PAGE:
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Losing his composure!

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A composer is suing the Brooklyn Philharmonic for abruptly cutting short his environmentally themed symphony in mid-performance at a concert almost five years ago — a show that left the songsmith fuming and critics appalled.

Composer Nathan Currier is suing the cash-strapped Brooklyn Philharmonic for $250,000 because it lopped off the climactic finish of his “Gaian Variations” in a ballyhooed concert at Avery Fisher Hall on April 21, 2004.

Currier claims that the philharmonic trimmed the work in order to avoid paying overtime to its unionized orchestra.

“The meaning of the piece was utterly lost,” he griped to The Brooklyn Paper.

“Gaian Variations,” with orchestra, soloists, vocalists and dancers rhapsodizing on the Gaia theory that the Earth is a living organism, had an approximate running time of two hours and five minutes. But when two 20-minute intermissions were factored in, Philharmonic officials feared their musicians would earn overtime for more than three hours of serenading, the suit contends.

The complaint, filed in Kings County Supreme Court on Monday, depicts a hasty and harried scene backstage to shorten the “contemporary classical” piece to avoid the orchestra’s self-imposed three-hour limit.

“During the second scheduled intermission, [Brooklyn Philharmonic CEO] Catherine Cahill called [Currier] backstage for an emergency meeting,” the court papers claim.

Cahill demanded that Currier personally pay the overtime wages or trim the work, which took him five years to compose and had already cost him $72,200 to stage. Currier claims he removed several sections of the piece to comply with the “outrageous ‘eleventh-hour’ demands.”

But the biggest shock was yet to come.

Instead of playing the abridged version, the orchestra simply stopped playing at the first proposed cut and walked off stage, approximately with 15 minutes left on the clock before overtime kicked in.

“As a direct consequence of [the Philharmonic’s] arbitrary, capricious and inappropriate ‘butchering’ of the performance, … the audience in Avery Fisher Hall was deprived of an appreciation of the totality of the creative work,” the lawsuit charges.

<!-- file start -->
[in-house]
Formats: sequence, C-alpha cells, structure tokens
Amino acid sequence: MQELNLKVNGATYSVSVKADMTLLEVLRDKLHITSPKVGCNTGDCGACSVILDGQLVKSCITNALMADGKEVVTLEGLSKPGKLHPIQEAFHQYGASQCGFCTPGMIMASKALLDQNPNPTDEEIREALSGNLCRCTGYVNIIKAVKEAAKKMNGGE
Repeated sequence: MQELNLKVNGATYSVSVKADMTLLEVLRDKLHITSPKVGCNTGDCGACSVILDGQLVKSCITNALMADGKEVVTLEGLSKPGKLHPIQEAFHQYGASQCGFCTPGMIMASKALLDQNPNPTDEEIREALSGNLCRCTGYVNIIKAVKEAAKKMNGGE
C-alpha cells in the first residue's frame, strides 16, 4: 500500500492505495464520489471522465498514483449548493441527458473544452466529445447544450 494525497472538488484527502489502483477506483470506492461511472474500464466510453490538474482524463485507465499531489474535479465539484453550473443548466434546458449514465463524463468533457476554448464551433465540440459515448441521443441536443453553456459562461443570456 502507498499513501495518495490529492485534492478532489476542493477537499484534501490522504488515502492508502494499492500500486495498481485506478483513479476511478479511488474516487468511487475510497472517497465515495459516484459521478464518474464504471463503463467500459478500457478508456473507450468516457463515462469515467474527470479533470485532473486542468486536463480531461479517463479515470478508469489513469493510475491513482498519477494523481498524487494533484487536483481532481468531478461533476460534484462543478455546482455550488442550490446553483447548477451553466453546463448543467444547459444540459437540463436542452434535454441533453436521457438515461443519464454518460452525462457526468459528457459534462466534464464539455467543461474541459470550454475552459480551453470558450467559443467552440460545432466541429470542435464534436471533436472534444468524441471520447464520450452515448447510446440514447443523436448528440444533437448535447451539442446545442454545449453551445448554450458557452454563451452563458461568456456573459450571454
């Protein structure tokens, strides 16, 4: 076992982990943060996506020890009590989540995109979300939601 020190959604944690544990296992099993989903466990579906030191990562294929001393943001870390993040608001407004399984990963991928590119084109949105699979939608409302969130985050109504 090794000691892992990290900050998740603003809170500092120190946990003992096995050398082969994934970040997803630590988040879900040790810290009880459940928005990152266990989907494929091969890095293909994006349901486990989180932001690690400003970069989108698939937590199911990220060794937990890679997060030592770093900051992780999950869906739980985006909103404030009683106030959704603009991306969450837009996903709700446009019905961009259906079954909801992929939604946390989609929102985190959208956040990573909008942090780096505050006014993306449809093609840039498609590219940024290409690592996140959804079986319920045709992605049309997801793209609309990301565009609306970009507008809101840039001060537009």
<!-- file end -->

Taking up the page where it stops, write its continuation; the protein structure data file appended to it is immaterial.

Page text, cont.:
The New York Times, a Manhattan newspaper, clearly agreed. About a week after the amputated artwork was staged, the Gray Lady weighed in with a scathing review that called Currier’s piece “dreadful” — though it’s unclear if the newspaper’s critic was reacting to the fact that the piece was cut, or that it was staged at all.

“[At the end], I felt liberated,” critic Allan Kozinn wrote. “About half an hour earlier, during a disquisition on daisies, black-clad dancers gyrated down the aisles and onto the stage, and I wondered if I had died during the afternoon and this was hell.”

The Brooklyn Philharmonic declined to comment, saying it had not yet been served with the complaint. Ironically, given that the orchestra has just been sued for trimming a composer’s work, the Philharmonic announced two weeks ago that it would trim its own spring season to save money.

Currier’s attorney, Alex Roshuk, said his client, whose career highlights include teaching at Juilliard and receiving a Fullbright grant and a National Endowment for the Arts fellowship, would be willing to settle the suit if the Philharmonic agreed to play the piece in its unadulterated entirety

Updated 5:00 pm, April 16, 2009
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Reasonable discourse

Steven Black from Chelsea says:
This guy is a gripper and moaner- nothing is ever enough for him and he always wants a little more. Enough is enough Mr. Currier - so many composers would be thankful for the opportunity to write for orchestra and here you are with the possibility of destroying one of our few orchestras that actually performs American music. Shame on you!
April 15, 2009, 5:06 pm
Xill from Bronks says:
I totally disagree with you Steven Black.

It is the orchestra that have the privilege of playing the music of the composers. Seeing it the other way around will ultimately lead to the end of real authentic new-music.

Give the creating artists the respect they deserve, while they still live; Because they wouldn't have done this in the middle of a Beethoven Symphony. They are simply abusing the system and the modern composer as always. Anyway, a commission was made, he worked is part of the contract, the orchestra didn't.

It is not an honour to be played by an orchestra in America, they never rehearse new music and are sight reading the piece in concert. No balance is done they only work the transitions and end up screwing up the piece pretty much every time.

BTW, He will not "destroy" your pathetic Orchestra, there is a minimum quota on how much new American music has to be played by each orchestra, that is what needs to be improved. And there is no point being jealous that he got the commission and you didn't. What would you have done in his place after 2 years of work? Swallowed the non-performance and hide yourself in the press glamour and the wonderful "critics"?

If you want to know what is destroying the orchestra simply look at the limited mind of the conductor in his yearly program choices.
July 22, 2009, 1:51 pm

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